Submitted to It’s Going Down

On September 21st, 2016 the people of Charlotte, North Carolina took the streets in response to the police murder of Keith Lamont Scott, a 30 year old black man fatally shot by two undercover officers serving someone else a warrant. Resistance to the murder of Keith Lamont Scott took many shapes, ranging from prayer vigils to marches and property destruction. Forty-one people were arrested by Charlotte police (CPD) that night, and an additional twelve would be arrested over the following days for activity that allegedly occurred on the 21st. Through social media, police have made clear they are seeking to arrest more individuals for the events of the 21st, many of them for property destruction. At least 95 warrants have been signed in relation to the Charlotte protest.

Using closed circuit cameras, social media, and other surveillance footage, CPD has identified, charged and arrested at least 22 people after the fact. Police have used twitter to circulate the names and images of people they’re actively searching for, and some of the images being used to confirm identities appear to come from the targeted protesters’ own social media content. The circulation of their images serve two purposes: the first is actually crowd-sourcing information, and the second is a reminding demonstrators that they are being watched.

None of this is new. State surveillance and the political persecution of people fighting for social justice is well known and documented; it has been ongoing for decades. What is new, however, is that many people are now documenting acts of resistance in real time and publicly sharing their footage. This documentation is being viewed and cataloged by police for general intel purposes and also as evidence used to charge specific demonstrators.

Documenting resistance and sharing that documentation is essential for inspiring others and creating a culture of resistance. The idea that people will stop documenting—whether it’s protesters, bystanders or police—is a luddite’s fantasy. The question for those documenting resistance in solidarity with the movement is how we can continue our work without assisting law enforcement and thus facilitating the criminalization of our fellow demonstrators. The following is not an answer, but merely a series of suggestions informed by my experience documenting resistance in Chicago; they are meant to provoke a larger conversation around how those with cameras can love and protect our fellow protesters.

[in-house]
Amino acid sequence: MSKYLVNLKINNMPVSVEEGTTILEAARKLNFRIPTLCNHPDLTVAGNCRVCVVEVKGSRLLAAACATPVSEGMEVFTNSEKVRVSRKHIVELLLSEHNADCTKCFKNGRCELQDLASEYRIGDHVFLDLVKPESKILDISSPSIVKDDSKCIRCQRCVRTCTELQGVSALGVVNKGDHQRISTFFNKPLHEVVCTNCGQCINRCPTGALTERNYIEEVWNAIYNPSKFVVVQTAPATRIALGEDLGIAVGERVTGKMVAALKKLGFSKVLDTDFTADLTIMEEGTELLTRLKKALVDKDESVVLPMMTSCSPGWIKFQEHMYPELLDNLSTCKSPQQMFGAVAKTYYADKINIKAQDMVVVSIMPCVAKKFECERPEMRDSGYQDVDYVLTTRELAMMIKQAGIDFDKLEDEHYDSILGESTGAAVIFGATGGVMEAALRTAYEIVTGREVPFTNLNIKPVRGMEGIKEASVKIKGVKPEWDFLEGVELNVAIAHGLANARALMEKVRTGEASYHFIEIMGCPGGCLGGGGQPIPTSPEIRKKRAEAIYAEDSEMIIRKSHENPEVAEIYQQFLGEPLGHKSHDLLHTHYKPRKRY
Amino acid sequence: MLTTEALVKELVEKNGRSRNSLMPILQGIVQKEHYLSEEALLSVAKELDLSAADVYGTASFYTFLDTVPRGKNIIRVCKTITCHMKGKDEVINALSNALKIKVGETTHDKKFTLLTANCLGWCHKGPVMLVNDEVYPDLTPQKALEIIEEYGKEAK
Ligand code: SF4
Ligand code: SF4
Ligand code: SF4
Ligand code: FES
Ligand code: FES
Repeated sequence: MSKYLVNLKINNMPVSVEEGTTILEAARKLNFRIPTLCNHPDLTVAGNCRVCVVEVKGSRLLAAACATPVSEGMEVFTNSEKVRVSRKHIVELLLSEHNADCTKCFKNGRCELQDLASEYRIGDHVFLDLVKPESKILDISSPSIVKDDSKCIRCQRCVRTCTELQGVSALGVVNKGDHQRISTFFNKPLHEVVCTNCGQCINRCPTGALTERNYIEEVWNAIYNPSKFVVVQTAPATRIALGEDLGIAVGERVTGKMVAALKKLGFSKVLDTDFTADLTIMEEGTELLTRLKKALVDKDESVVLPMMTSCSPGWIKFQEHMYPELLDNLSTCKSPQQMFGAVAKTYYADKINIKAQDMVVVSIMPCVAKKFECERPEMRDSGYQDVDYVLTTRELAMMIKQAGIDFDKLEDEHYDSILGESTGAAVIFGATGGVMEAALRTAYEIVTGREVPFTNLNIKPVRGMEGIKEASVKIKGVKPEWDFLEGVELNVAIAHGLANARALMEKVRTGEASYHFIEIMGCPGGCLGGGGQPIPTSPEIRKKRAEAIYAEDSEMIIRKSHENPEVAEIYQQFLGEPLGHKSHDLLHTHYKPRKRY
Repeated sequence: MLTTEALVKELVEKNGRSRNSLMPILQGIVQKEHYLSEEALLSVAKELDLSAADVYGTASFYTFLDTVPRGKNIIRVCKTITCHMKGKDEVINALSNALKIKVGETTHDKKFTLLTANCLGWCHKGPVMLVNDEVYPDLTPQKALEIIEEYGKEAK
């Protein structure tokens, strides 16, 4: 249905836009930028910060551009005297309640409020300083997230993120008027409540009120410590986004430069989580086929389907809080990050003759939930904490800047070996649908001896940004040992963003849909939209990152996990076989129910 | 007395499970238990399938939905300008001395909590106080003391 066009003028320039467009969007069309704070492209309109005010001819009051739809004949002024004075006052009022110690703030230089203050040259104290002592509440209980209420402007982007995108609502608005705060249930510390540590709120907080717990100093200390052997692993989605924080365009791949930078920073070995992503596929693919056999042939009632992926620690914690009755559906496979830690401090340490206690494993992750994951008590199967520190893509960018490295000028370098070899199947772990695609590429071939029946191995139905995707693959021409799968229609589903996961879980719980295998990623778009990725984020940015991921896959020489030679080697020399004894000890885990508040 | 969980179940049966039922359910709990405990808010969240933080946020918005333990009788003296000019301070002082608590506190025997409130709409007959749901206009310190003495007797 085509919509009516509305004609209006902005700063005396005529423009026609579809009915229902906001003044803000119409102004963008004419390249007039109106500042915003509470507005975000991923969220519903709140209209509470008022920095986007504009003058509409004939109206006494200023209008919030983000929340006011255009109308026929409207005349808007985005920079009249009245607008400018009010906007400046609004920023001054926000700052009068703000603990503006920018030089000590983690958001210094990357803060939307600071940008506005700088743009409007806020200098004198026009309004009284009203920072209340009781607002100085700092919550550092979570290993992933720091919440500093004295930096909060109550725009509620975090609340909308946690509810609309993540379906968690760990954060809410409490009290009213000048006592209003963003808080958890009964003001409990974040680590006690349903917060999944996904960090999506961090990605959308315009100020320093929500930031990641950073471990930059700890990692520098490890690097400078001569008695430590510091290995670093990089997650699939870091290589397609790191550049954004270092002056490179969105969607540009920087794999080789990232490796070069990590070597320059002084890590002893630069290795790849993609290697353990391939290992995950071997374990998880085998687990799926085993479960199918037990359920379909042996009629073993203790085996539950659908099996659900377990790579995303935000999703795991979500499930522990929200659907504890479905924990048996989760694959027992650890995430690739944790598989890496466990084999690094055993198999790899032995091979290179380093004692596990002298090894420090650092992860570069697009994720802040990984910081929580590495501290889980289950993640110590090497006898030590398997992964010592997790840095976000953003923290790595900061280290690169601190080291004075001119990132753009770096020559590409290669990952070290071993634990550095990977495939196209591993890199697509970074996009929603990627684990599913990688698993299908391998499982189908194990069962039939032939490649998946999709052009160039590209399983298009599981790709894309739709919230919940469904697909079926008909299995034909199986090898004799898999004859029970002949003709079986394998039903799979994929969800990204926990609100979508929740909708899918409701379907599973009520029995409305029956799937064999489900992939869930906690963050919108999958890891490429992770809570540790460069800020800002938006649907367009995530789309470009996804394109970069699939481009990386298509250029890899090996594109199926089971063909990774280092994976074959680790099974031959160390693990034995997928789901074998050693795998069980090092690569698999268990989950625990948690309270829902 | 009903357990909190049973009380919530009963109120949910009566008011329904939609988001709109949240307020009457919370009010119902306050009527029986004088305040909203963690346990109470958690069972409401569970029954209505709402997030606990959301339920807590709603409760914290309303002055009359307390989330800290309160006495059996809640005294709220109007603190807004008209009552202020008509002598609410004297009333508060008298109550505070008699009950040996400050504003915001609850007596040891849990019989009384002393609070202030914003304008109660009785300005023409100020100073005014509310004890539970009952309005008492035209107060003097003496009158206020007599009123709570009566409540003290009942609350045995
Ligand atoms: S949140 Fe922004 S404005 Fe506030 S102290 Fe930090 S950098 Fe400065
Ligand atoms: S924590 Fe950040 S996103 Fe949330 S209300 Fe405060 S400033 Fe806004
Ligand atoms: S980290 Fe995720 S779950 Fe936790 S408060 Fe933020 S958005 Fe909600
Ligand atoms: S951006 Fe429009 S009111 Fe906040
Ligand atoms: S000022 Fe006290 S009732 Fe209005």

In the immediate aftermath of radical resistance, demonstrators are often quick to upload potentially incriminating footage of their comrades. Retweets, shares, new followers, and “up votes” are not worth accidentally assisting law enforcement. If you are acting in solidarity with the movement, you have a responsibility to review your content before sharing it on social media. This can mean waiting to upload content or dropping to the back or side to review it before posting. If you capture police brutality on film but are worried that taken out context, it may be incriminating, share that footage with a movement lawyer before publicizing it.

For live streamers, it is doubly important to be aware of your surroundings and how action is developing. Live streams provide no opportunity to remove footage from circulation, as most platforms are backing up the video as you stream. To protect the people you’re documenting, it may mean having to go down during portions of the protest. If you don’t want to go down, another alternative is to turn the live stream onto you and narrate the action you’re seeing or frame the shot to only include what you want viewers to see. Your lens could also be trained on police during times when you need to avoid filming demonstrators. In any of these scenarios, being aware of how the action is changing is essential for ensuring you’re not accidentally broadcasting evidence that may be misused by law enforcement.

Photos taken by demonstrators, movement media and journalists can also be used for data collection and supporting or creating charges. With photography, it’s important to remember how images can be taken out of context. The frozen-in-time sight of a hand on an officer while reaching for balance becomes felony assault, an arm extended proves a punch thrown, real or imagined. This is why I will shoot from a distance, intentionally blur an image, increase the brightness to blow out light sources/lens flares and filter my images before posting to social media.